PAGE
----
With four more games to play, thoughts can begin to turn to the future, with Benitez’s contractual position more pressing than ever. The mood music in the last few days has turned slightly less positive, but Newcastle can ill afford to lose their manager. Even Mike Ashley must surely see that.

Whether Benitez remains in his current position or not, a major summer overhaul of the squad looks inevitable. Neither Jonjo Shelvey nor Mo Diame featured in last night’s starting line-up, and there has to be a good chance that neither player will remain on Newcastle’s books beyond the end of the summer.

Shelvey’s stock has sunk like a stone since he was being touted for England’s World Cup squad in the closing stages of last season, and it is now more than five months since he started a Premier League fixture. If West Ham United rekindle their long-standing interest, he will surely be on his way to the London Stadium.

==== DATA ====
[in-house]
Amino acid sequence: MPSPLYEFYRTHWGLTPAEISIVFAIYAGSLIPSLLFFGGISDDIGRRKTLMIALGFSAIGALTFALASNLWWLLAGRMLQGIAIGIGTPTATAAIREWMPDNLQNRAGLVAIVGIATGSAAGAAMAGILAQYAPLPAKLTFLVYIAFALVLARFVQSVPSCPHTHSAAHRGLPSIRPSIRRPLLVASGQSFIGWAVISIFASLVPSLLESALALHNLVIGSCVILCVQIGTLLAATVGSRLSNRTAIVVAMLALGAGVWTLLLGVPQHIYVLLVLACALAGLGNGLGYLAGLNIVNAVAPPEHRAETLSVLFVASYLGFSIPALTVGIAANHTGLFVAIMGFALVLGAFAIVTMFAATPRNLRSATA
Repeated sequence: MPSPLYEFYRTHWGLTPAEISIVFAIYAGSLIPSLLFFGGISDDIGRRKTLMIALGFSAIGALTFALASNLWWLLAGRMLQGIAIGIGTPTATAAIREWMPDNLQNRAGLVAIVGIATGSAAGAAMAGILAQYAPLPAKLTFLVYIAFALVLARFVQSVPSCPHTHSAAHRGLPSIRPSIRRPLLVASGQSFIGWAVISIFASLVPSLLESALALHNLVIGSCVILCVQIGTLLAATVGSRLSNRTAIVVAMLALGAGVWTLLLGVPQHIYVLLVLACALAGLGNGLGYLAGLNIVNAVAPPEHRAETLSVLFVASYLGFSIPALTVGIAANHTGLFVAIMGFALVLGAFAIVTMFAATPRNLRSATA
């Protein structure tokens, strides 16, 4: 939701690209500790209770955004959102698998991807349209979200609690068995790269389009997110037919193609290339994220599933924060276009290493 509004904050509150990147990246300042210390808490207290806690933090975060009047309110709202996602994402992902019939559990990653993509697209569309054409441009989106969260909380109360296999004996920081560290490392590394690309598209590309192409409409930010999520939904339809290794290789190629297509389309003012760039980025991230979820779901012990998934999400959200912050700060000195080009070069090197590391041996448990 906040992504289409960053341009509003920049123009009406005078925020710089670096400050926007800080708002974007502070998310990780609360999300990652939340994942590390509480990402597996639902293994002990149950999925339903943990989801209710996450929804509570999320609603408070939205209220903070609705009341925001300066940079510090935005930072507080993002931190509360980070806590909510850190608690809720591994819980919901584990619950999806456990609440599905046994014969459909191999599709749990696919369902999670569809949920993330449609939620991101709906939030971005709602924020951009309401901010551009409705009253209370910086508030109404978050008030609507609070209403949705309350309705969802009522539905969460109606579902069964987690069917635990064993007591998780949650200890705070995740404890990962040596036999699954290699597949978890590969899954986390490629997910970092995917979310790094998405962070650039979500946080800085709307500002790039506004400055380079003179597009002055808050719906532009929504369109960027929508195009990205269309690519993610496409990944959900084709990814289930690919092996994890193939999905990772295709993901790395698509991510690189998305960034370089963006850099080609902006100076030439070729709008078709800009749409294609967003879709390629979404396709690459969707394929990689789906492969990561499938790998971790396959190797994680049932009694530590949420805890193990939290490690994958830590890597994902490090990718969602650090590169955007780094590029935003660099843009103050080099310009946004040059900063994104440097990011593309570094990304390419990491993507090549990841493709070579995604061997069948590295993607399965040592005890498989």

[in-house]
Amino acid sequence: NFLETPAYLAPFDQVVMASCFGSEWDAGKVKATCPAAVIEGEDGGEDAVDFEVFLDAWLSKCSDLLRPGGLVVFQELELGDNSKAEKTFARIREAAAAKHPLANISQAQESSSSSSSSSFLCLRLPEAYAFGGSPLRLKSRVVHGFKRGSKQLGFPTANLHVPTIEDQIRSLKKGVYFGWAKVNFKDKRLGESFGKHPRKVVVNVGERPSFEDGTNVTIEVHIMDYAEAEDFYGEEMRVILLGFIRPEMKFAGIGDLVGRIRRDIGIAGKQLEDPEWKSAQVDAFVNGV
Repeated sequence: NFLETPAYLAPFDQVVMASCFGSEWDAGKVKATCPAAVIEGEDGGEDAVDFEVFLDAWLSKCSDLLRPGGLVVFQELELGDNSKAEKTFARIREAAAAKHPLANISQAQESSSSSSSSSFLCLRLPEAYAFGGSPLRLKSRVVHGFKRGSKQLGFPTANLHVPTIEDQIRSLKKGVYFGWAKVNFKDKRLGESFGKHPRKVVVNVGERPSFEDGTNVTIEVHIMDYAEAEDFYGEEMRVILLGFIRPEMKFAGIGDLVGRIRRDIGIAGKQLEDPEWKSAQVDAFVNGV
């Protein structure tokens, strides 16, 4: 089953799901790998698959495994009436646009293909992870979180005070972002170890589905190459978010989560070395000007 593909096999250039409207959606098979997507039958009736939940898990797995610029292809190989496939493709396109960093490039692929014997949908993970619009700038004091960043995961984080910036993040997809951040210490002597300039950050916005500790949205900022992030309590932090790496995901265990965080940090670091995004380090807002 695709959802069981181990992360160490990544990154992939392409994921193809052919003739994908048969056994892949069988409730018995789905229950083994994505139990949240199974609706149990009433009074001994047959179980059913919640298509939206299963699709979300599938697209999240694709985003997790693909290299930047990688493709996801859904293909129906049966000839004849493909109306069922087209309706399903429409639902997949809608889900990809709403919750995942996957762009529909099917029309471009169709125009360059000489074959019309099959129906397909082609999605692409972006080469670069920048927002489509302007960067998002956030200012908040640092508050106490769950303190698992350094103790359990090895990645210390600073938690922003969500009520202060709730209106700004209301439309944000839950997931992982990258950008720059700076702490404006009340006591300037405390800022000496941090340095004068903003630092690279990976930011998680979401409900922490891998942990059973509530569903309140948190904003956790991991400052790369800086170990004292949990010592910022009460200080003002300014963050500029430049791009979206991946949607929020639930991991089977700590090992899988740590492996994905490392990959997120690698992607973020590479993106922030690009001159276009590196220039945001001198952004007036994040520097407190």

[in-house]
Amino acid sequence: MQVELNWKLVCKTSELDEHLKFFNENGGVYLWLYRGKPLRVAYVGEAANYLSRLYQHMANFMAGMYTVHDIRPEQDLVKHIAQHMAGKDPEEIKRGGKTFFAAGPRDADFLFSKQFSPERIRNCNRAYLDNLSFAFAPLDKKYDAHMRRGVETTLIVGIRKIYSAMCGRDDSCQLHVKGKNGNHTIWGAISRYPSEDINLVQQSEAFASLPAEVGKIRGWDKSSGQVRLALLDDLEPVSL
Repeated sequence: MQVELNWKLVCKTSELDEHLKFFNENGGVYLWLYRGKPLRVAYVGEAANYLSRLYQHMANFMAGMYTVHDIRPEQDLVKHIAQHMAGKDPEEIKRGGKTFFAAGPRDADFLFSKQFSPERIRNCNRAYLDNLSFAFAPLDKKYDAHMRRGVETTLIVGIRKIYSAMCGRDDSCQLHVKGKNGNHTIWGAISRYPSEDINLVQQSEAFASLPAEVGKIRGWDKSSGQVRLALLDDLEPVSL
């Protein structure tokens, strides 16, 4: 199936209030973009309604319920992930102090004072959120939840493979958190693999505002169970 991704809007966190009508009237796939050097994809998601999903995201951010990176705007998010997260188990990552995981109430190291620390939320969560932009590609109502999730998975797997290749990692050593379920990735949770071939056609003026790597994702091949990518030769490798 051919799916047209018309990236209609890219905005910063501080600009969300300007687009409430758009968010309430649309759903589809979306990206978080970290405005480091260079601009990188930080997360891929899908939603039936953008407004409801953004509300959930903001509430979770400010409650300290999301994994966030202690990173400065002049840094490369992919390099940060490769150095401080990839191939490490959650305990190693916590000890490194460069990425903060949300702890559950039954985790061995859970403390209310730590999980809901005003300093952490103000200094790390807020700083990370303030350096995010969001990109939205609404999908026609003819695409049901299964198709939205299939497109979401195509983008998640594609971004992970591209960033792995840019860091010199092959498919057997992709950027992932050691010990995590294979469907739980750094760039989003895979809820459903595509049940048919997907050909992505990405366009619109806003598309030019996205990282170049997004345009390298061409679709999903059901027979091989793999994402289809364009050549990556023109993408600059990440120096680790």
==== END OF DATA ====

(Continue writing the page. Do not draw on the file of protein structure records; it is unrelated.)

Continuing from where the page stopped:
Diame needs to make two more starts to trigger an automatic contract extension, but given that he has started just two games since New Year’s Day, that scenario is looking increasingly unlikely. Like Shelvey, it would now be a surprise if he was still on Newcastle’s books at the start of next season.

Throw in the likes of Rob Elliot, Karl Darlow, Christian Atsu and Joselu – squad players who have struggled for game time this season – and Kenedy, who will return to Chelsea when his loan expires, and you have the makings of a major summer exodus. It will be fascinating to see what type of player arrives to plug the gaps.

The other key summer decision facing Newcastle relates to Rondon, with Mike Ashley still extremely reluctant to offer a long-term contract to a player who will turn 30 in September.